©2011 Stansberry & Associates Investment Research. All Rights Reserved. Protected by copyright laws of the United States and international treaties. This website may only be used pursuant to the subscription agreement and any reproduction, copying, or redistribution (electronic or otherwise, including on the world wide web), in whole or in part, is strictly prohibited without the express written permission of Stansberry & Associates Investment Research, LLC. 1217 Saint Paul Street, Baltimore MD 21202.

Why Network Marketing?

For my money, the best way to leverage one’s time, create residual income, and minimize Uncle Sam’s intrusion into our lives is network marketing.

To learn why it’s such a brilliant concept, please watch Brilliant Compensation.

Okay, Looks Good, What Next?

All right, so now you need to find a company that will allow you to make the concept you learned in Brilliant Compensation work.

If you don’t know how to pick a good company with a great product, network marketing probably won’t work for you.

One of my favorite mentors came up with a book and course called “MLM-The Whole Truth.” In it, he lays out what he calls the 12 Critical Success Factors™. You can get a free introduction to the factors he’s isolated by going here. It’s a 7 day series of emails where you learn 7 of the 12 concepts.

I Already Have A Company, But It’s Just Not Working For Me

Okay, fair enough. Did you get the 7 day series of emails? Does your company/product meet the qualifications that he talks about? If not, you probably need to go back to the drawing board and find a company/product that does meet the 12 Critical Success Factors.

If your company does meet them, then my next recommendation is to run, not walk to get your copy of “Professional Inviter” to learn how to do the business. In it he covers what is communication, the six steps of the “Inviting Formula”, how to tell when you’re done greeting someone, what qualified means when prospecting for network marketing business partners, and much, much more.

For more info or to order the course, go to “Professional Inviter.”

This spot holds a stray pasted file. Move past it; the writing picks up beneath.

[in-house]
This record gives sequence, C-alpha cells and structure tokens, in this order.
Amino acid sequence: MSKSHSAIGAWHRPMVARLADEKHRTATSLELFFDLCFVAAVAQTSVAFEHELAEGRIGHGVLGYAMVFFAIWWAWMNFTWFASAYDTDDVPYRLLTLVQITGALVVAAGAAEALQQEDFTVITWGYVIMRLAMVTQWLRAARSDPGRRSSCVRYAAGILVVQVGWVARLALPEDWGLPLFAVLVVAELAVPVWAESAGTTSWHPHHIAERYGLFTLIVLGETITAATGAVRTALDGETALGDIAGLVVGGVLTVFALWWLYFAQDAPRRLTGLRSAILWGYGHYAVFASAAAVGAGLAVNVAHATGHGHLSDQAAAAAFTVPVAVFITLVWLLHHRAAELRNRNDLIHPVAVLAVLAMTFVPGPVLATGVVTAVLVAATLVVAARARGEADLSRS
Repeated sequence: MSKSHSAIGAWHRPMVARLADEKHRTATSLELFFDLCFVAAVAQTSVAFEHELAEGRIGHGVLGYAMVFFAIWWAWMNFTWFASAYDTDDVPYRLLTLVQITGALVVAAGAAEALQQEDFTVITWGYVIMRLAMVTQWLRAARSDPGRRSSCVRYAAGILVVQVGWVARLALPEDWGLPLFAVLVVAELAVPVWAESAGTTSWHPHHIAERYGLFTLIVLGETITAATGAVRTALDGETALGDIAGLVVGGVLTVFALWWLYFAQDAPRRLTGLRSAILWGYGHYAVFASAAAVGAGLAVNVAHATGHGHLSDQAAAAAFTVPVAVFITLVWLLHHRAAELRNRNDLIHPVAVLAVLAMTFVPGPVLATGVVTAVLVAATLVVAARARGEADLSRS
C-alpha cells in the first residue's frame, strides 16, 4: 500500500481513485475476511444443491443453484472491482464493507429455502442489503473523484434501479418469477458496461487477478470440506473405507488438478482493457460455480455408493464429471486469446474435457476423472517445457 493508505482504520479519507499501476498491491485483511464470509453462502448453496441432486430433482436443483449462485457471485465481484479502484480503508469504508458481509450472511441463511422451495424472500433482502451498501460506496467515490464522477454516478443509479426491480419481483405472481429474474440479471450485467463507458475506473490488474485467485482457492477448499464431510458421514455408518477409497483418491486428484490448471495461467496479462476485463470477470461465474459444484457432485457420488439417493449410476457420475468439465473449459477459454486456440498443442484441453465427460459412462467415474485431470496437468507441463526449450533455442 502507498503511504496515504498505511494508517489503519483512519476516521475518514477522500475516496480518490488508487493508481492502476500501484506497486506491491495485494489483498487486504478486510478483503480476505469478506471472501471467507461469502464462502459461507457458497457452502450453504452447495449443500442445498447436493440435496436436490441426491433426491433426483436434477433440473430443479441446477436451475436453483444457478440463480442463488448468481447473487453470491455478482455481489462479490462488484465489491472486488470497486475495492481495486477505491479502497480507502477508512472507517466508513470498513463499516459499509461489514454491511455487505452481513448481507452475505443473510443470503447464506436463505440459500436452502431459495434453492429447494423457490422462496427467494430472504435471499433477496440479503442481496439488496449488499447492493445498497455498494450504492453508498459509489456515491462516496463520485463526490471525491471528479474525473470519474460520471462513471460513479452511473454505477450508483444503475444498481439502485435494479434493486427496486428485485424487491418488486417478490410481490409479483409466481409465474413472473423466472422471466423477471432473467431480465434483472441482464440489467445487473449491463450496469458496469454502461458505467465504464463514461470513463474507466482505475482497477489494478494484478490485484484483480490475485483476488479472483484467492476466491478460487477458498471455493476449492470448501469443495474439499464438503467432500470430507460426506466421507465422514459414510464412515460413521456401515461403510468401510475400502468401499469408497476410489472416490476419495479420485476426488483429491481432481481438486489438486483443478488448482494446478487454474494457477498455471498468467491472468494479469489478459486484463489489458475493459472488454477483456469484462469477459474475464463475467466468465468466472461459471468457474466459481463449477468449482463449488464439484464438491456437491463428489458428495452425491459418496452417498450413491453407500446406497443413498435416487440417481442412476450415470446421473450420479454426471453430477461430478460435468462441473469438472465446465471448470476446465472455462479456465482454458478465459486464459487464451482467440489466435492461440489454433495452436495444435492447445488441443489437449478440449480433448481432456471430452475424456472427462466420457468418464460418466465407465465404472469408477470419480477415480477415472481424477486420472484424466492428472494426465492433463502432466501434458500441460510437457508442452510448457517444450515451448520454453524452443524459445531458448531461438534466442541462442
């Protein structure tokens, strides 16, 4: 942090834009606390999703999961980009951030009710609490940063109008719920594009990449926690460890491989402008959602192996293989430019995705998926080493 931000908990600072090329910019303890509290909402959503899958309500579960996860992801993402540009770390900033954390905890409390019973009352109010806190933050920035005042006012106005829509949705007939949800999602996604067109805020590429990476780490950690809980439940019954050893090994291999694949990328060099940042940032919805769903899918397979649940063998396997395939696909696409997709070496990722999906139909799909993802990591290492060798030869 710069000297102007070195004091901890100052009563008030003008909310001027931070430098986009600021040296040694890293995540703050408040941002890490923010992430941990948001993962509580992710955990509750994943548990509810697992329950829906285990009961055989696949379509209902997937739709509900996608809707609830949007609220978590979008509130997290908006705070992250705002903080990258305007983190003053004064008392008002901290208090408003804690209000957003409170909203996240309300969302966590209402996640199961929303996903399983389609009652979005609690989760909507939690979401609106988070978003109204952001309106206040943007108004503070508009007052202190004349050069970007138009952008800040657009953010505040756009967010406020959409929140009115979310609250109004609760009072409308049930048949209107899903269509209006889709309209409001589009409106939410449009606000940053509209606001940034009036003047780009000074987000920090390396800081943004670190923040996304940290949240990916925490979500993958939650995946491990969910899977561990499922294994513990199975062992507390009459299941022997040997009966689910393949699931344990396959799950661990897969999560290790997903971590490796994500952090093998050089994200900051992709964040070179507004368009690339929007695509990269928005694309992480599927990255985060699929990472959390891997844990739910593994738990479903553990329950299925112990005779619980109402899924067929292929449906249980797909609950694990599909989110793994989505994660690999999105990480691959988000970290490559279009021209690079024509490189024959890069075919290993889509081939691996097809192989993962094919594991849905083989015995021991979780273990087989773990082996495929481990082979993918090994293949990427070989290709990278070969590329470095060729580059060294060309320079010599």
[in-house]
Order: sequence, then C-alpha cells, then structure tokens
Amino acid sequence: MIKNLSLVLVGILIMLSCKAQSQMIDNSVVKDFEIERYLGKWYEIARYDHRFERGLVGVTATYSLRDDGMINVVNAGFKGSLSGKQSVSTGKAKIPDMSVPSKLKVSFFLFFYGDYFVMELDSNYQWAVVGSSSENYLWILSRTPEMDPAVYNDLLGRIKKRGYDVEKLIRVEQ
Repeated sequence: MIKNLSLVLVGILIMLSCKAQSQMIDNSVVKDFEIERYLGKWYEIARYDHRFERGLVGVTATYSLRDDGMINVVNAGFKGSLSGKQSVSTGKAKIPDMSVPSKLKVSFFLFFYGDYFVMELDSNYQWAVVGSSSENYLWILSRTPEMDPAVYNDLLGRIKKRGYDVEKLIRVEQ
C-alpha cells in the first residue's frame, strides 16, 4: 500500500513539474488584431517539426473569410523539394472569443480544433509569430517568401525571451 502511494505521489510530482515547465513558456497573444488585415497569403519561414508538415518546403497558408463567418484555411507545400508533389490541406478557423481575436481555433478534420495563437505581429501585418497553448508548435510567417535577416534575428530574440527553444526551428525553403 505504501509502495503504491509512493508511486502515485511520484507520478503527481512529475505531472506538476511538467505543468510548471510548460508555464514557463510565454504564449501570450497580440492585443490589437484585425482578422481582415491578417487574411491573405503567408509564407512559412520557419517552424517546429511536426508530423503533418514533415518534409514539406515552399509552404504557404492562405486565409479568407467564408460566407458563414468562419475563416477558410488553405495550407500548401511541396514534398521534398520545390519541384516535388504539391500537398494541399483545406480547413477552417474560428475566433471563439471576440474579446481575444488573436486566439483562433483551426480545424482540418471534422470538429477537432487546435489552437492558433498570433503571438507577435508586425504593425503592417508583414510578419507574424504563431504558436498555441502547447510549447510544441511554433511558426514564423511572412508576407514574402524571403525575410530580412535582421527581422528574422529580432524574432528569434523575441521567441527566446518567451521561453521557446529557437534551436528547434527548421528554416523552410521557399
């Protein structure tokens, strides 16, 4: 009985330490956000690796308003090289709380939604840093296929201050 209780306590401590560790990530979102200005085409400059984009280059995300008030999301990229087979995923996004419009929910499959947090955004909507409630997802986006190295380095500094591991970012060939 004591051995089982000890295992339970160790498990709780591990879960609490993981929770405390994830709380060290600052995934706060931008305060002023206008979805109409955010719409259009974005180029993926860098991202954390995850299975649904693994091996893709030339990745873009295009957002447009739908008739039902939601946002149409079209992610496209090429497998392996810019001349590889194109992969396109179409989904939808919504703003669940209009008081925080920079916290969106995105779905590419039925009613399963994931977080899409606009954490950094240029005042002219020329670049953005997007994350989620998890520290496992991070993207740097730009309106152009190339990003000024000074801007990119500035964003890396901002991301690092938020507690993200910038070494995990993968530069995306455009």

Quote  

“Successful and unsuccessful people do not vary greatly in their abilities. They vary in their desires to reach their potential.” – John Maxwell

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How The Recession Is Causing A Tsunami In Working From Home

September 13, 2010
2 Comments

Fallout From The Recession

Before the recession came along, earning extra income from home was something that was often used for extras or non-essentials or was optional because the primary incomes of the household were enough to cover the essentials.

With the recession, and the layoffs, cutbacks and downsizing accompanying it, extra income from a home business or working from home often means the difference between getting by and going without in one or more areas.

Working from home or running your own home based business could be the best way to keep your family afloat during tough times; taking a second job may not be much of an option when first jobs are so hard to come by.

Why Work From Home

You may be one of those who can change their workplace without changing your employer. In a poll of more than 3,500 employees in France, Germany, Italy, Russia, Spain and the UK, the average commute time was 70 minutes per day. That would be a significant time savings if the type of work you do can be done partially or completely from home.

Asked how they use the time saved by not commuting, the largest proportion (56 per cent) said they spent time with their family; followed by 45 per cent who just ‘relax’; and 42 per cent who do tasks or attend appointments they otherwise wouldn’t have time for.

In the U.S. the nationwide average drive-time is 24.3 minutes, which means that Americans now spend more than 100 hours a year commuting to work, according to the U.S. Census Bureau’s American Community Survey.

Even if your first job can’t be done from home, extra income is still the biggest reason for working from home, and may provide savings in other areas.

Working from home, you minimize or eliminate travel time and expenses such as fuel and wear & tear on the car getting to and from the 2nd job.

Working from home, you minimize your time away from the family, or possibly even increase your family time.

When you work from home, you don’t have to dress for work, saving money on clothing.

The option is there of not having to pay for childcare since you are at home.

Since you’re at home, you don’t have to buy lunch, coffee, and snacks from the vending machine.

How To Work From Home

Whole books could be and have been written about how to pick a home-based business or a work-from-home job.

If you’ve never considered network marketing as a business before, I urge you to watch Tim Sales’ video called Brilliant Compensation where he outlines the beauty of this method of business.

I also recommend that you sign up for the “7 Days, 7 Insider Secrets” email newsletter at www.AlansMLMTips.com, for some important pointers for any type of business.

It’s All In How You Look At It

Many years ago two salesmen were sent by a British shoe manufacturer to Africa to investigate and report back on market potential.

The first salesman reported back, “There is no potential here – nobody wears shoes.”

The second salesman reported back, “There is massive potential here – nobody wears shoes.”